Perhaps what is most notable is that there have been several pandemics in recent memory: Zika, SARS, Ebola, swine flu, bird flu. None of these caused similar panic. The question is why. The answer lies in the way the current crisis has been handled by both mainstream and social media, both of which thrive on the spread of panic (a viral disease in and of itself), and panic, in turn creates an opportunity for authorities to capitalise on the crisis and consolidate both power and capital to their own ends. New deadly diseases emerge from nature frequently and next time the first news breaks on a future outbreak, the panic cycle we have witnessed in recent months is likely to repeat itself. Panic buying will follow, the media and the public will demand action, stock markets will fall, governments will be tempted to rush to close airports and print more money and take on more debt, and so on so as not to be the last man standing. That means that future outbreaks, however caused, will likely cause panic, confusion and likely major economic damage.

After spending tens or more likely hundreds of billions of pounds to get through COVID19, it may well be the case that the economy is only starting to recover before the next outbreak. The economy may not recover properly until we can end that cycle.

However, China, with its now proven technology to control its people, its centralised economy, and its much more compliant populace, conditioned over centuries of dictatorial rule to obey or face the consequences, would be more able to avoid such crashes.

The West will learn that the only way to avoid coming off second best in a crisis is to emulate its opponent, further eroding human rights and freedoms in the process. 

That is, of course, the rub: liberty has proven to work for the West in the long run. However, in the short run, there are trade offs. Authoritarians can do things that free men and women will not. From current events and reactions, it does not appear that the West has the short term courage (or citizens with the personal responsibility) to pay the price of long term liberty.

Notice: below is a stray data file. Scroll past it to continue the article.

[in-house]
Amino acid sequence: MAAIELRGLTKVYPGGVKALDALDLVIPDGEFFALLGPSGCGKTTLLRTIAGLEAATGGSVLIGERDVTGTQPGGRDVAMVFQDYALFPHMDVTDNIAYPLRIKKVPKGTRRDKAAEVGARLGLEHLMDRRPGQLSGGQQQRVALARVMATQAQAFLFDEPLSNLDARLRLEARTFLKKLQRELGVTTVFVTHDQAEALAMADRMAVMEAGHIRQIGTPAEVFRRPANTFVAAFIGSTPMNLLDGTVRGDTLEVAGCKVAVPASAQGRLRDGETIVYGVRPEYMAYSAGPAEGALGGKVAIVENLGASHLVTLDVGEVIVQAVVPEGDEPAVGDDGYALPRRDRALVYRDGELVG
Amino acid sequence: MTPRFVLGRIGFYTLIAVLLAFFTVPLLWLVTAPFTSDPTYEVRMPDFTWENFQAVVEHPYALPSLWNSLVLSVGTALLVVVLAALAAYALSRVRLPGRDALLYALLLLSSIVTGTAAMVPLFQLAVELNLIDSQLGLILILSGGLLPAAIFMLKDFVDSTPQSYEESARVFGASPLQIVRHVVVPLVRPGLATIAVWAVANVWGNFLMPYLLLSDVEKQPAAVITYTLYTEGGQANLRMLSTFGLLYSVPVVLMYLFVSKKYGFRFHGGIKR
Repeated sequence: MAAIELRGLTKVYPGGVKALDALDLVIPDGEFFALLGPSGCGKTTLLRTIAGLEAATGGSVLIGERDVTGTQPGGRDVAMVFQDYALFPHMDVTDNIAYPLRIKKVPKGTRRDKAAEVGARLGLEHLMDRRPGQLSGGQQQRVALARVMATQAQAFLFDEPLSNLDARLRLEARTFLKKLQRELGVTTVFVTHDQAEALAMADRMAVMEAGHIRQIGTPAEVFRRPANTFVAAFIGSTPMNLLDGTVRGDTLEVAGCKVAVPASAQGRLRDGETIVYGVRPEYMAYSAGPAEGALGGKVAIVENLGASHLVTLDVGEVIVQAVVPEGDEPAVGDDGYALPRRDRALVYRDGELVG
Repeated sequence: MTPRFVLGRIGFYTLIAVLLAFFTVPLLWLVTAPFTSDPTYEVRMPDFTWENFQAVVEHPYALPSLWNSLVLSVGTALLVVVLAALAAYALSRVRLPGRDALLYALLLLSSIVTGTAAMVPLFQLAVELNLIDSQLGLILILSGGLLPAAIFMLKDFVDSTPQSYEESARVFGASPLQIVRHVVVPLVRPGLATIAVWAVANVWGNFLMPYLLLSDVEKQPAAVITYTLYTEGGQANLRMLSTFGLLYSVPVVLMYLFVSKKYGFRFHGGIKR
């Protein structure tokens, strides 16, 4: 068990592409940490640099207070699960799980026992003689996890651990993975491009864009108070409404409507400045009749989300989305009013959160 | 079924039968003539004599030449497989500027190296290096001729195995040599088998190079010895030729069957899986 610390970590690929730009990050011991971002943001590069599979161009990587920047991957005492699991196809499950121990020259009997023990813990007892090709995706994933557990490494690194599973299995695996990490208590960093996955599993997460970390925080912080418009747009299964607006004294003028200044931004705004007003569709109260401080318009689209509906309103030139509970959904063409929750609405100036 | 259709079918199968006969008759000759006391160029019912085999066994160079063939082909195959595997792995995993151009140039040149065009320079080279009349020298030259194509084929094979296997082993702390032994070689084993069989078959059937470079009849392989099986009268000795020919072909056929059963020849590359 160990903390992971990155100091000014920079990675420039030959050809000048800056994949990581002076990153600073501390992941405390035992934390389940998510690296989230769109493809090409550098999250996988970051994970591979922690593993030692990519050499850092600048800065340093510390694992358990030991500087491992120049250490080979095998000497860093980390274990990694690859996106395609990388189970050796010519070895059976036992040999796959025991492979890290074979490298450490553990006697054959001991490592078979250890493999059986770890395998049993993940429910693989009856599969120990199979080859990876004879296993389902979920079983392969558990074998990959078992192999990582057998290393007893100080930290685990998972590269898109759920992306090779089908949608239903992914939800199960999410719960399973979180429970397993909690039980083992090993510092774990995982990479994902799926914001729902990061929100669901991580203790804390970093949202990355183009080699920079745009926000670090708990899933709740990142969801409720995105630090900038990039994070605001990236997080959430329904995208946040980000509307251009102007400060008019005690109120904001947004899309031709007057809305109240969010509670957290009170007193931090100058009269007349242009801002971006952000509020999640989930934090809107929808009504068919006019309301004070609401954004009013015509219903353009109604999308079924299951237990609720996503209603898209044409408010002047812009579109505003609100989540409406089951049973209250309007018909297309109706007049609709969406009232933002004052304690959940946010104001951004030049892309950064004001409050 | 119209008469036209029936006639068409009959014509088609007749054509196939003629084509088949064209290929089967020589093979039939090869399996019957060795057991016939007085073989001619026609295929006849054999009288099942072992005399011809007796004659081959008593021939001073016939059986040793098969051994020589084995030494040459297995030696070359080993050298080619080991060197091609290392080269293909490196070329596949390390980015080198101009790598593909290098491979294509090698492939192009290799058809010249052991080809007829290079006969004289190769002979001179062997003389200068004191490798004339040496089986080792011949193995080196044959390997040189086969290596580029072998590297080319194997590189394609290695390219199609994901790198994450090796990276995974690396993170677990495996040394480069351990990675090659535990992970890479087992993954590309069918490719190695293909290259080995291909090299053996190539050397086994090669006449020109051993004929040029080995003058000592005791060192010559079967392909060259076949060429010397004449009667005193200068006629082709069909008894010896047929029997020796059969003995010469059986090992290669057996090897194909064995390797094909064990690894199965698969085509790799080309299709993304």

China 2 – West 0

Even as it becomes clear that China covered up the initial outbreak, denying other nations the benefits of foresight, and manipulated mortality rates, skewing economic and epidemiological models that could have been used to make better policy decisions, we may never know the full extent of China’s responsibility for this one. However, we can be sure they won this round, and will be the long term winners too, if our response here in the West is anything to go on.

About Tracey Follows

company: https://futuremade.consulting

twitter: twitter@traceyfutures

Forbes contributor: tracey follows 

About Bronwyn Williams

Bronwyn Williams is a futurist, economist and trend analyst, who consults to business and government leaders on how to understand the world we live in today and change the world’s trajectory for tomorrow. She is also a regular media commentator on African socio-economic affairs. For more, visit http://whatthefuturenow.com

Twitter: twitter@bronwynwilliams

About ID Pearson

Dr Pearson has been a full time futurologist for 29 years, tracking and predicting developments across a wide range of technology, business, society, politics and the environment and is a chartered Fellow of the British Computer Society and Fellow of the World Academy of Art and Science

twitter: twitter.com@timeguide

timeguide.wordpress.com

When two tribes go to war

As I predicted, the authorities are starting to realize that there will soon be a group of people who have passed the test to show they are immune, so they can have a special pass (e.g. wristband) that allows them to do certain kinds of jobs or attend events or visit areas where there may be infection. However, even though they are not vulnerable to it, they can still carry it and infect others.